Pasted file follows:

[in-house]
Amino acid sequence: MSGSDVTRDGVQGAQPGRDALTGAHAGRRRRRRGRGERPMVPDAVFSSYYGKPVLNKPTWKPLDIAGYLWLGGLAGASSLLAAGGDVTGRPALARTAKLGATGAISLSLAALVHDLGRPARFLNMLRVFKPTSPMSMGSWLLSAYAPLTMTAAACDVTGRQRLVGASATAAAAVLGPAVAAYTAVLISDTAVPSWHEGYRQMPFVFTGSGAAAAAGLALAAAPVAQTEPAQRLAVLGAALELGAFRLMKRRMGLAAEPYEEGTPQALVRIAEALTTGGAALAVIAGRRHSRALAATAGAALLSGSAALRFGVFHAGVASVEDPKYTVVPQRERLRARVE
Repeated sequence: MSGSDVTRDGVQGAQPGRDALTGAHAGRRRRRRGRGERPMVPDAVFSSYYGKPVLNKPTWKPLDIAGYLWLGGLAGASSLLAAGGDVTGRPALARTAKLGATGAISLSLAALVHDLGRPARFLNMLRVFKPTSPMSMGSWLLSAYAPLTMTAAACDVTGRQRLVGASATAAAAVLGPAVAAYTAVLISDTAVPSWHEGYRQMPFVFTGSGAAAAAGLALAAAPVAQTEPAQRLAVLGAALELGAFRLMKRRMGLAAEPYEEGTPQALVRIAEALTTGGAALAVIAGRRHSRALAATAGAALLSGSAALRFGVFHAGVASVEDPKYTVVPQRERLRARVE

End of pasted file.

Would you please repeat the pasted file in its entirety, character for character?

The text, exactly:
[in-house]
Amino acid sequence: MSGSDVTRDGVQGAQPGRDALTGAHAGRRRRRRGRGERPMVPDAVFSSYYGKPVLNKPTWKPLDIAGYLWLGGLAGASSLLAAGGDVTGRPALARTAKLGATGAISLSLAALVHDLGRPARFLNMLRVFKPTSPMSMGSWLLSAYAPLTMTAAACDVTGRQRLVGASATAAAAVLGPAVAAYTAVLISDTAVPSWHEGYRQMPFVFTGSGAAAAAGLALAAAPVAQTEPAQRLAVLGAALELGAFRLMKRRMGLAAEPYEEGTPQALVRIAEALTTGGAALAVIAGRRHSRALAATAGAALLSGSAALRFGVFHAGVASVEDPKYTVVPQRERLRARVE
Repeated sequence: MSGSDVTRDGVQGAQPGRDALTGAHAGRRRRRRGRGERPMVPDAVFSSYYGKPVLNKPTWKPLDIAGYLWLGGLAGASSLLAAGGDVTGRPALARTAKLGATGAISLSLAALVHDLGRPARFLNMLRVFKPTSPMSMGSWLLSAYAPLTMTAAACDVTGRQRLVGASATAAAAVLGPAVAAYTAVLISDTAVPSWHEGYRQMPFVFTGSGAAAAAGLALAAAPVAQTEPAQRLAVLGAALELGAFRLMKRRMGLAAEPYEEGTPQALVRIAEALTTGGAALAVIAGRRHSRALAATAGAALLSGSAALRFGVFHAGVASVEDPKYTVVPQRERLRARVE